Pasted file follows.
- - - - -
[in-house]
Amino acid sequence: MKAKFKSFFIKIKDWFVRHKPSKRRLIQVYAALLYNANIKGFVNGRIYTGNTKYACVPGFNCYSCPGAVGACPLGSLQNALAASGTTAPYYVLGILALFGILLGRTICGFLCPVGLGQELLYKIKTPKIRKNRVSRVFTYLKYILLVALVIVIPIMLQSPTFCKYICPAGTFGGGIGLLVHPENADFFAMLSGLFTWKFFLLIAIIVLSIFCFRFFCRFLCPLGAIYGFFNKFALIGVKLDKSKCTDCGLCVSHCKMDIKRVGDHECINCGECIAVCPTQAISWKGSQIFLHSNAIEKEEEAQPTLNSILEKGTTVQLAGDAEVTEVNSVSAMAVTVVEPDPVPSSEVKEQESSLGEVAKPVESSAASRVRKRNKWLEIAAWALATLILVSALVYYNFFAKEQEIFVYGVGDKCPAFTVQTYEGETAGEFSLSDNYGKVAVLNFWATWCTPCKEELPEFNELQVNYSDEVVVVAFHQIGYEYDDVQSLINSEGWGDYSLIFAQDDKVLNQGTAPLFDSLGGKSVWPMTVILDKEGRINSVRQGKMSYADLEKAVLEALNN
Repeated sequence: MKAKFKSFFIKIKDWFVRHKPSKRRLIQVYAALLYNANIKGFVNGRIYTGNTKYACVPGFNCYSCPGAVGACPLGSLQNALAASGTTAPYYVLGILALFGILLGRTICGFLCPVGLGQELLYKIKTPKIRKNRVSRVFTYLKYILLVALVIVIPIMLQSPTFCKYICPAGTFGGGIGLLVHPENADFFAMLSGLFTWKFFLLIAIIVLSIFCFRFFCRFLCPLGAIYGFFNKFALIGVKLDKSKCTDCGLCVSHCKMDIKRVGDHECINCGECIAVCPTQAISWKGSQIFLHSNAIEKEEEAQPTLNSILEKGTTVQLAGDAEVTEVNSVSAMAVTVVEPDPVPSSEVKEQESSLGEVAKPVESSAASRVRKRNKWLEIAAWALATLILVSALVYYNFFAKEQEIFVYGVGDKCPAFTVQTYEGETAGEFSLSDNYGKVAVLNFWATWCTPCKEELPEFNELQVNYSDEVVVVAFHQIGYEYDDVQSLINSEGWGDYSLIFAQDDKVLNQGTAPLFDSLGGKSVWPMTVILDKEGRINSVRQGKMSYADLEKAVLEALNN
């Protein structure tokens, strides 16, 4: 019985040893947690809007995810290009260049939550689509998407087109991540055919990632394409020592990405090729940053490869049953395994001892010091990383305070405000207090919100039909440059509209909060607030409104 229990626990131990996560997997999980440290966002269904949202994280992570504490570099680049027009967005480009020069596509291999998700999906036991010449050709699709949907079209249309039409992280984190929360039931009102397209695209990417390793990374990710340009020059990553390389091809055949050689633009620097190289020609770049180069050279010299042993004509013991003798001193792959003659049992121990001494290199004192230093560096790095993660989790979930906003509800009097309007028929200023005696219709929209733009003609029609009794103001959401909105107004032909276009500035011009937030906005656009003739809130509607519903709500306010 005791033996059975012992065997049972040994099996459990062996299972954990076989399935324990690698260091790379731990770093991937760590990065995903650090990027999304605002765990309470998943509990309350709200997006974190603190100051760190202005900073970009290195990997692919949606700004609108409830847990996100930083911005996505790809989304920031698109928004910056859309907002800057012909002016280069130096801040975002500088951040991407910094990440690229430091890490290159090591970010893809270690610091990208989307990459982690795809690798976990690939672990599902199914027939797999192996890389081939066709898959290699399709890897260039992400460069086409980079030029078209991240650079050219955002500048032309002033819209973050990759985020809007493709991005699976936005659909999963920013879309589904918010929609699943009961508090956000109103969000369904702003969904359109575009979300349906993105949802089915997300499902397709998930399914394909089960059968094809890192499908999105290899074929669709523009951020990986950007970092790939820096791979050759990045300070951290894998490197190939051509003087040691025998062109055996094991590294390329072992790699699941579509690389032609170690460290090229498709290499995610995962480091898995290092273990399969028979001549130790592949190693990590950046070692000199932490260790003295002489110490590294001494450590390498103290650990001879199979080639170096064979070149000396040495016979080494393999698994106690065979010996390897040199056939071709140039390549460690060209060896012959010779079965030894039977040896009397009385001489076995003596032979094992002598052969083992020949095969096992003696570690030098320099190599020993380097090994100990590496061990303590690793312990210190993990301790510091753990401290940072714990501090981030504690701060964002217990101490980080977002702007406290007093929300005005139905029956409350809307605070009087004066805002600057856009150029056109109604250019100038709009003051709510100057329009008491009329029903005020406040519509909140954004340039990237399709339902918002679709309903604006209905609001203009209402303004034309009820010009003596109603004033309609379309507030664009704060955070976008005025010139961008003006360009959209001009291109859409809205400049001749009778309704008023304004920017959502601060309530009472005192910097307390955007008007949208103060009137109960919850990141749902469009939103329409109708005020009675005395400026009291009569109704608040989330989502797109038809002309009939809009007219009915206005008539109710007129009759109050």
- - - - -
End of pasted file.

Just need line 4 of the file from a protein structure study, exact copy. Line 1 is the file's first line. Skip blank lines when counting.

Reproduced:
């Protein structure tokens, strides 16, 4: 019985040893947690809007995810290009260049939550689509998407087109991540055919990632394409020592990405090729940053490869049953395994001892010091990383305070405000207090919100039909440059509209909060607030409104 229990626990131990996560997997999980440290966002269904949202994280992570504490570099680049027009967005480009020069596509291999998700999906036991010449050709699709949907079209249309039409992280984190929360039931009102397209695209990417390793990374990710340009020059990553390389091809055949050689633009620097190289020609770049180069050279010299042993004509013991003798001193792959003659049992121990001494290199004192230093560096790095993660989790979930906003509800009097309007028929200023005696219709929209733009003609029609009794103001959401909105107004032909276009500035011009937030906005656009003739809130509607519903709500306010 005791033996059975012992065997049972040994099996459990062996299972954990076989399935324990690698260091790379731990770093991937760590990065995903650090990027999304605002765990309470998943509990309350709200997006974190603190100051760190202005900073970009290195990997692919949606700004609108409830847990996100930083911005996505790809989304920031698109928004910056859309907002800057012909002016280069130096801040975002500088951040991407910094990440690229430091890490290159090591970010893809270690610091990208989307990459982690795809690798976990690939672990599902199914027939797999192996890389081939066709898959290699399709890897260039992400460069086409980079030029078209991240650079050219955002500048032309002033819209973050990759985020809007493709991005699976936005659909999963920013879309589904918010929609699943009961508090956000109103969000369904702003969904359109575009979300349906993105949802089915997300499902397709998930399914394909089960059968094809890192499908999105290899074929669709523009951020990986950007970092790939820096791979050759990045300070951290894998490197190939051509003087040691025998062109055996094991590294390329072992790699699941579509690389032609170690460290090229498709290499995610995962480091898995290092273990399969028979001549130790592949190693990590950046070692000199932490260790003295002489110490590294001494450590390498103290650990001879199979080639170096064979070149000396040495016979080494393999698994106690065979010996390897040199056939071709140039390549460690060209060896012959010779079965030894039977040896009397009385001489076995003596032979094992002598052969083992020949095969096992003696570690030098320099190599020993380097090994100990590496061990303590690793312990210190993990301790510091753990401290940072714990501090981030504690701060964002217990101490980080977002702007406290007093929300005005139905029956409350809307605070009087004066805002600057856009150029056109109604250019100038709009003051709510100057329009008491009329029903005020406040519509909140954004340039990237399709339902918002679709309903604006209905609001203009209402303004034309009820010009003596109603004033309609379309507030664009704060955070976008005025010139961008003006360009959209001009291109859409809205400049001749009778309704008023304004920017959502601060309530009472005192910097307390955007008007949208103060009137109960919850990141749902469009939103329409109708005020009675005395400026009291009569109704608040989330989502797109038809002309009939809009007219009915206005008539109710007129009759109050």